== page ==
PORTLAND — An all-girls book club at the Portland Public Library is designed to empower attendees, give them a voice and encourage their curiosity.
But with low attendance, library officials are deciding whether they can continue to offer the club, which meets mid-afternoon on the first Saturday of each month.
Jerri Blatt, the lead children’s librarian, said the club is only attracting between three and four girls for each meeting, although “we have a large mailing list.”
“We’ve been discussing whether we can continue this group and would love to get more participants,” Blatt said this week. “We will reassess over the winter, (but) I’m just not sure of the future for this club.”
Even so, Blatt said, “There are valid reasons” to offer a girls-only club.
“It’s really important for girls this age to feel safe to talk about issues they might not otherwise feel comfortable raising or talking about in front of boys,” she said.
The next meeting of the Smart Girls Read book group is 2 p.m. Saturday, Jan. 6. The book is “All’s Faire in Middle School,” which is a graphic novel by Victoria Jamieson.
The book club is open to girls between 9 and 12 and provides “a forum where girls can explore what’s on their minds –what’s really important to them,” according to the library website.
“As well as strengthening their sense of self, the books they read act as catalysts to spark critical conversations about the roles of girls and women in the past, and examining the girl culture of today,” the site adds. “All you need to participate is a desire to voice your opinion, a willingness to listen to others (and) an interest in reading and discussing books.”
Blatt said the book club includes literature with strong female protagonists from all genres, from historical fiction to mysteries to fantasy.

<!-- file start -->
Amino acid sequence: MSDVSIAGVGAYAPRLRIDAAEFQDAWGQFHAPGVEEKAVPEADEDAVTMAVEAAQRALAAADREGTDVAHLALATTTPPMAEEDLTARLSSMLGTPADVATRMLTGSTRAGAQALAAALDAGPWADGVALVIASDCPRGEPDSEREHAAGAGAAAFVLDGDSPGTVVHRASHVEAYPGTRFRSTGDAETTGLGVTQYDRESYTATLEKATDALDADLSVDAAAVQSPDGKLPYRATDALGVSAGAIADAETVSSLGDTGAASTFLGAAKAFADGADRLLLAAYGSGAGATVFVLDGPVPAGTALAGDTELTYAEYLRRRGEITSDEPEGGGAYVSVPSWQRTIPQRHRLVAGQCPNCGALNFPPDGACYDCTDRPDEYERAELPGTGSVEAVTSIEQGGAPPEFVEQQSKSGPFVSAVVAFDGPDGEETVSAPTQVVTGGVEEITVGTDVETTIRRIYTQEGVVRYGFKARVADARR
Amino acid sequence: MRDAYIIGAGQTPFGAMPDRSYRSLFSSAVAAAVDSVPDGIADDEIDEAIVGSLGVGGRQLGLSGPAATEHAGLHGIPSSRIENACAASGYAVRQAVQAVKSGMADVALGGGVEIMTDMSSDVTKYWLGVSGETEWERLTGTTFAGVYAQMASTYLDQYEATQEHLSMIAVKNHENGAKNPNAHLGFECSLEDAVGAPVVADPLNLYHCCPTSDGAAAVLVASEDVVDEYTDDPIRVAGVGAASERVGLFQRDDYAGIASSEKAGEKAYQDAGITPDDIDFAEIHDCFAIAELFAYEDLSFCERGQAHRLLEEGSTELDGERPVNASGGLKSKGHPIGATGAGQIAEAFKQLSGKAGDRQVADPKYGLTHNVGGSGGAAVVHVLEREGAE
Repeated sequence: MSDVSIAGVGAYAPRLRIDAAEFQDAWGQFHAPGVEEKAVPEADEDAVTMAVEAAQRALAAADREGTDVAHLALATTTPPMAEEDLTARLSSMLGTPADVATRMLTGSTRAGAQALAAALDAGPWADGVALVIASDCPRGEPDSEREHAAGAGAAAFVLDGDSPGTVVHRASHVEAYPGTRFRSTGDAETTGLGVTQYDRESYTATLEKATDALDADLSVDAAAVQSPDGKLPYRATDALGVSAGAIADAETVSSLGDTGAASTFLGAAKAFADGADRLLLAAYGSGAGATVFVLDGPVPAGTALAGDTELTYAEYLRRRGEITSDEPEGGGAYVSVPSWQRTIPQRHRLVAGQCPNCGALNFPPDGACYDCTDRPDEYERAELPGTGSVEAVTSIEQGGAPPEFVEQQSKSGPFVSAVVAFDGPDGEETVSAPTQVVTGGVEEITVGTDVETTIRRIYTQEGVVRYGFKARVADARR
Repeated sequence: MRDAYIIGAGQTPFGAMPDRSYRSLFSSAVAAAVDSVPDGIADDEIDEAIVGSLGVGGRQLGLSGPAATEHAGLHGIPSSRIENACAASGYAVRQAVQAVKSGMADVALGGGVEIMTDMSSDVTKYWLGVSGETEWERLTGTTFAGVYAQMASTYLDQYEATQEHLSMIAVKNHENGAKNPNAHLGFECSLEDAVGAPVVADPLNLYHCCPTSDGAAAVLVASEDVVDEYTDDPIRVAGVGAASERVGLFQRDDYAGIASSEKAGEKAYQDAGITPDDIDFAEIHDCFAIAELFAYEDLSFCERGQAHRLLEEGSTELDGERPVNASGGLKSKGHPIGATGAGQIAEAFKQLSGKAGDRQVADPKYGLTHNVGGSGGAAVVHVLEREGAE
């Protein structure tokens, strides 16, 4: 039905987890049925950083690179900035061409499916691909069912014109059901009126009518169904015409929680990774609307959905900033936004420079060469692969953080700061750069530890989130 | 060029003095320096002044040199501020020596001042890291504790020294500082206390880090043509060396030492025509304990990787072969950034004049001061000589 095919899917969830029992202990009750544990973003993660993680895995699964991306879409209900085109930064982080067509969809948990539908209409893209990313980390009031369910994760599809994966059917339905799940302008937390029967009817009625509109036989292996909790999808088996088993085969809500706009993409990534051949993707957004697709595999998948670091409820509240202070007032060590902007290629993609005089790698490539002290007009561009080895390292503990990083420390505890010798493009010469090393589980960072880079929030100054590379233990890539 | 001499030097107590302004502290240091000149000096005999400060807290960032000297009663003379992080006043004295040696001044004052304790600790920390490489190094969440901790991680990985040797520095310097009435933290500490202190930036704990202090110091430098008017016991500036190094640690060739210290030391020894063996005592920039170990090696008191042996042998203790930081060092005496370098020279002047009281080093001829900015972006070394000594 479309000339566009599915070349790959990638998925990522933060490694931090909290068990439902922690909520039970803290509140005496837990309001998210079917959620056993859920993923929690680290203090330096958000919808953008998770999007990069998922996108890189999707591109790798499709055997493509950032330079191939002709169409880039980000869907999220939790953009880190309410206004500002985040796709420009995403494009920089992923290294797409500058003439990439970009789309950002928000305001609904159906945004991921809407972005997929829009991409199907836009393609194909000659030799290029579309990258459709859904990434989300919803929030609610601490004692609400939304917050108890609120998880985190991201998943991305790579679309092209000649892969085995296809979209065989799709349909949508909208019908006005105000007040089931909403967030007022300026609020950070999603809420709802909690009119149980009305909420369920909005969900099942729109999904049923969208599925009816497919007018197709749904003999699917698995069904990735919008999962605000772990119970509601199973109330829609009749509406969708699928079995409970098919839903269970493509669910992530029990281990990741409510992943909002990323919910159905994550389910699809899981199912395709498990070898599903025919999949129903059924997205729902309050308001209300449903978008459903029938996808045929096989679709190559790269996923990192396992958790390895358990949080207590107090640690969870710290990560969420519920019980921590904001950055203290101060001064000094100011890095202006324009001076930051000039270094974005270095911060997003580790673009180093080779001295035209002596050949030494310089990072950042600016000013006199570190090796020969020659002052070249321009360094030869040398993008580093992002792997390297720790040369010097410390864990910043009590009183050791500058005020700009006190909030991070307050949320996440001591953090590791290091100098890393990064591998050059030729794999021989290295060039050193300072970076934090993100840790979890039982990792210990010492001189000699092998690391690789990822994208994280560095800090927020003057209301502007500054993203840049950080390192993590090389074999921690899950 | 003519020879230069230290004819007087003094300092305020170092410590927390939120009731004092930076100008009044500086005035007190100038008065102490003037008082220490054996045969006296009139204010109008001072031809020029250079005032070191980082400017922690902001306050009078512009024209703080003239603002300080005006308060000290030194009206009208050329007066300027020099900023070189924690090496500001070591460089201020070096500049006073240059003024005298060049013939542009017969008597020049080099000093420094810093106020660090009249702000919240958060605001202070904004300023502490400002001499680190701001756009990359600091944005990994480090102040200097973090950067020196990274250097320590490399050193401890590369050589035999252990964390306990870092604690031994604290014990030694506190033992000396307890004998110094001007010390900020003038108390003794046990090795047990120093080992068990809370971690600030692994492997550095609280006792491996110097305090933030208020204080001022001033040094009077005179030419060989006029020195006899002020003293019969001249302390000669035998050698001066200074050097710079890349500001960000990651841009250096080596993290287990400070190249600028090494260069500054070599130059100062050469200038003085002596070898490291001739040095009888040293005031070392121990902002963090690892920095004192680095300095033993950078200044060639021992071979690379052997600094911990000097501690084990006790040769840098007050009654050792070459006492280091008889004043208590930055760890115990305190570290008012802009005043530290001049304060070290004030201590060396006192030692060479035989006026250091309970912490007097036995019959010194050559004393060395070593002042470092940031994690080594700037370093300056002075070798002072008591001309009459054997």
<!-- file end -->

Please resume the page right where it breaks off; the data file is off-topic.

“It’s a lovely community of readers,” she said. “They show a lot of respect for each other and all of them come ready to talk about the books. Some of the conversations that are sparked by the girls themselves are just wonderful.”
Blatt said some of the girls are still in elementary school, while others are in middle school, so it’s important to choose books that are appropriate for the age group as a whole.
She said sometimes the girls suggest books, but librarians in the children’s room take turns leading the group and they’re all “avid readers of children’s books, so we get quite a variety (of titles) because all of us have different tastes.”
Blatt said many of the books are written by women, and another key aspect of the monthly get-together includes snack time. Like when the group read “Nightbird,” a magical realism novel by Alice Hoffman, they had fun eating homemade apple pie.
“We’ve read some really great books,” she added. “We’ve got a great collection here and (luckily) there are more than enough books to choose from.”
Blatt said the book group also likes to include local authors, like the “Deadly Flowers: A Ninja’s Tale,” series by Sarah Thomson.
“An important consideration for us is diversity – not only in genre, but in characters,” she said. “So we’re always thinking about that in our selections.”
The Portland Public Library may do away with its all-girl book club due to low attendance.